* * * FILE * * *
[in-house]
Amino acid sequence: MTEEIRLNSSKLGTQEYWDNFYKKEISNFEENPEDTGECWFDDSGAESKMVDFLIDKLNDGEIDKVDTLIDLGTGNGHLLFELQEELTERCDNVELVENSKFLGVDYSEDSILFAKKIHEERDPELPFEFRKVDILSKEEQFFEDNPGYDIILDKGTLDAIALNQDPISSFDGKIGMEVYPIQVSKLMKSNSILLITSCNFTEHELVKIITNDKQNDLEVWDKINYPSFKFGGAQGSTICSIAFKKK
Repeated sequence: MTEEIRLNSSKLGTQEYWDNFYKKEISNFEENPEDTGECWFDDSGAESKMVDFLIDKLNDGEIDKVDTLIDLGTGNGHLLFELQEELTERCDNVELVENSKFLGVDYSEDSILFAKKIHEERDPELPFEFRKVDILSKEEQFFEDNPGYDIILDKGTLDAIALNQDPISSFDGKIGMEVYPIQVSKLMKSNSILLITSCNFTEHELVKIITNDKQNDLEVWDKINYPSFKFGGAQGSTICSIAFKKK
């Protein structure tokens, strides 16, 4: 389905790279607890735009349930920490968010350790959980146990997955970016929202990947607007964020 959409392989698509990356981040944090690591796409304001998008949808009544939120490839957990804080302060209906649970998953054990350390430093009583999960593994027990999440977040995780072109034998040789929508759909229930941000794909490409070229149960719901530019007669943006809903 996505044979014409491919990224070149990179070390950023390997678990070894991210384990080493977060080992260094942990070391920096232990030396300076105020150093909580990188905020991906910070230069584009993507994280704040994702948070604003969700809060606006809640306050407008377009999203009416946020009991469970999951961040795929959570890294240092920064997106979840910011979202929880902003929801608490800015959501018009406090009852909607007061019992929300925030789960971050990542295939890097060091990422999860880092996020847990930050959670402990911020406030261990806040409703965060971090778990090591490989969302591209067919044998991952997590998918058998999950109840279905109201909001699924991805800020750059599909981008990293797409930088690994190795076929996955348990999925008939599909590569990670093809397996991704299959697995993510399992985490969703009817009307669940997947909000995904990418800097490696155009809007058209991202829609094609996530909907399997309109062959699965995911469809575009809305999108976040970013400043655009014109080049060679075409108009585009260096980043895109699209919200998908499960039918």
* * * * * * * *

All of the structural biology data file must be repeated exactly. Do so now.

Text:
[in-house]
Amino acid sequence: MTEEIRLNSSKLGTQEYWDNFYKKEISNFEENPEDTGECWFDDSGAESKMVDFLIDKLNDGEIDKVDTLIDLGTGNGHLLFELQEELTERCDNVELVENSKFLGVDYSEDSILFAKKIHEERDPELPFEFRKVDILSKEEQFFEDNPGYDIILDKGTLDAIALNQDPISSFDGKIGMEVYPIQVSKLMKSNSILLITSCNFTEHELVKIITNDKQNDLEVWDKINYPSFKFGGAQGSTICSIAFKKK
Repeated sequence: MTEEIRLNSSKLGTQEYWDNFYKKEISNFEENPEDTGECWFDDSGAESKMVDFLIDKLNDGEIDKVDTLIDLGTGNGHLLFELQEELTERCDNVELVENSKFLGVDYSEDSILFAKKIHEERDPELPFEFRKVDILSKEEQFFEDNPGYDIILDKGTLDAIALNQDPISSFDGKIGMEVYPIQVSKLMKSNSILLITSCNFTEHELVKIITNDKQNDLEVWDKINYPSFKFGGAQGSTICSIAFKKK
């Protein structure tokens, strides 16, 4: 389905790279607890735009349930920490968010350790959980146990997955970016929202990947607007964020 959409392989698509990356981040944090690591796409304001998008949808009544939120490839957990804080302060209906649970998953054990350390430093009583999960593994027990999440977040995780072109034998040789929508759909229930941000794909490409070229149960719901530019007669943006809903 996505044979014409491919990224070149990179070390950023390997678990070894991210384990080493977060080992260094942990070391920096232990030396300076105020150093909580990188905020991906910070230069584009993507994280704040994702948070604003969700809060606006809640306050407008377009999203009416946020009991469970999951961040795929959570890294240092920064997106979840910011979202929880902003929801608490800015959501018009406090009852909607007061019992929300925030789960971050990542295939890097060091990422999860880092996020847990930050959670402990911020406030261990806040409703965060971090778990090591490989969302591209067919044998991952997590998918058998999950109840279905109201909001699924991805800020750059599909981008990293797409930088690994190795076929996955348990999925008939599909590569990670093809397996991704299959697995993510399992985490969703009817009307669940997947909000995904990418800097490696155009809007058209991202829609094609996530909907399997309109062959699965995911469809575009809305999108976040970013400043655009014109080049060679075409108009585009260096980043895109699209919200998908499960039918």